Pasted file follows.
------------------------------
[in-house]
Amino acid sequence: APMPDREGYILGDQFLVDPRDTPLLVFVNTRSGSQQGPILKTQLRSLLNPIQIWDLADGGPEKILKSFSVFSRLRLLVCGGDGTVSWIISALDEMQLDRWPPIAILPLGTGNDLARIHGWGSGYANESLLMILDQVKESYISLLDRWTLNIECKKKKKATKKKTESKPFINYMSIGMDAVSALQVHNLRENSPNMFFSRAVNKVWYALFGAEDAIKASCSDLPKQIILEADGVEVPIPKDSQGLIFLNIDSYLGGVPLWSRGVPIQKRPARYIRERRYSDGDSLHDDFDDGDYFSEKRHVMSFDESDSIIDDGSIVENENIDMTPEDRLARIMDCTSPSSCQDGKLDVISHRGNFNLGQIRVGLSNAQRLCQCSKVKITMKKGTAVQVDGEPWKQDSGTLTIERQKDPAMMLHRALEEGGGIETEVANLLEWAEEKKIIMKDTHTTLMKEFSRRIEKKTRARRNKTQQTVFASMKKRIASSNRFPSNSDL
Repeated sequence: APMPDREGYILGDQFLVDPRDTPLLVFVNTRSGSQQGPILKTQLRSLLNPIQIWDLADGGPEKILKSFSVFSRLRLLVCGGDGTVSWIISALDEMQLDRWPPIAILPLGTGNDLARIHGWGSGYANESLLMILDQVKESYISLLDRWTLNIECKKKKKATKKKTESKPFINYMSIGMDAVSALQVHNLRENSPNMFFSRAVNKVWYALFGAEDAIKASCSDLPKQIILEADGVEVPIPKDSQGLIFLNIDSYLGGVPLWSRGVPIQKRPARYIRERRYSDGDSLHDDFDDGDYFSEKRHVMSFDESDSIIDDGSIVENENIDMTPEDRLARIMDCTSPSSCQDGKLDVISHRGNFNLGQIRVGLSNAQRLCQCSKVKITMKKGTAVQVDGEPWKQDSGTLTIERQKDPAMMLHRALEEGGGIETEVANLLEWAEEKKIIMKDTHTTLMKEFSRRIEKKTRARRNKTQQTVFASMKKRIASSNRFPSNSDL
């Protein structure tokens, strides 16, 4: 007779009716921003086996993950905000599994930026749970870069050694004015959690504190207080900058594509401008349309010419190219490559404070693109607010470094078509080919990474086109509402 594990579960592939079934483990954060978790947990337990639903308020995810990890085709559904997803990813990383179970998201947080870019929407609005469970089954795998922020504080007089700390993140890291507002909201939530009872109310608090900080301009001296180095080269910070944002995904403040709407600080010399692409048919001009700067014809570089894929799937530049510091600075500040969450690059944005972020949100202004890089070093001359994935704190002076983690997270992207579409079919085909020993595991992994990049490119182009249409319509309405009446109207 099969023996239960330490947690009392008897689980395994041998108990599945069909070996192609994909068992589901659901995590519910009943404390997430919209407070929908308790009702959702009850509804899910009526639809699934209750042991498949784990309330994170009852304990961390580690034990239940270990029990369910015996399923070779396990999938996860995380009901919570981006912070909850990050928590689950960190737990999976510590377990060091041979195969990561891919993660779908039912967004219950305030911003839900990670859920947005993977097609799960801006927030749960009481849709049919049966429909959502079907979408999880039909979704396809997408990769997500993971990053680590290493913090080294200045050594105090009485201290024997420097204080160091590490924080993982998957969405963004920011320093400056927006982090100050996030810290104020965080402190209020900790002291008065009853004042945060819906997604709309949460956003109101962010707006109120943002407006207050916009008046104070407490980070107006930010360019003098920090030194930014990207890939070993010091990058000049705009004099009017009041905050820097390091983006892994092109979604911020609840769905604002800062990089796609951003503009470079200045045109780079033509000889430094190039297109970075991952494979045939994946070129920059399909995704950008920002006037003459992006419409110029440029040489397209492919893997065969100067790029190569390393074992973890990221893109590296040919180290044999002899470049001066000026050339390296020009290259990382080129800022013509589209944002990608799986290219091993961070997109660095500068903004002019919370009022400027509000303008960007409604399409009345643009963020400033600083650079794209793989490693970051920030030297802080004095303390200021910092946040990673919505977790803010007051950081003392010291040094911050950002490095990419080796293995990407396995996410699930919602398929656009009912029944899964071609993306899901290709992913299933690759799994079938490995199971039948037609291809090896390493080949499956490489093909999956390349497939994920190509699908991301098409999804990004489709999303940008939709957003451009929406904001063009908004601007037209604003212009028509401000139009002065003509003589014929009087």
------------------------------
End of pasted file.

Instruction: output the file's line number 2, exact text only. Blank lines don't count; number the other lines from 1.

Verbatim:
Amino acid sequence: APMPDREGYILGDQFLVDPRDTPLLVFVNTRSGSQQGPILKTQLRSLLNPIQIWDLADGGPEKILKSFSVFSRLRLLVCGGDGTVSWIISALDEMQLDRWPPIAILPLGTGNDLARIHGWGSGYANESLLMILDQVKESYISLLDRWTLNIECKKKKKATKKKTESKPFINYMSIGMDAVSALQVHNLRENSPNMFFSRAVNKVWYALFGAEDAIKASCSDLPKQIILEADGVEVPIPKDSQGLIFLNIDSYLGGVPLWSRGVPIQKRPARYIRERRYSDGDSLHDDFDDGDYFSEKRHVMSFDESDSIIDDGSIVENENIDMTPEDRLARIMDCTSPSSCQDGKLDVISHRGNFNLGQIRVGLSNAQRLCQCSKVKITMKKGTAVQVDGEPWKQDSGTLTIERQKDPAMMLHRALEEGGGIETEVANLLEWAEEKKIIMKDTHTTLMKEFSRRIEKKTRARRNKTQQTVFASMKKRIASSNRFPSNSDL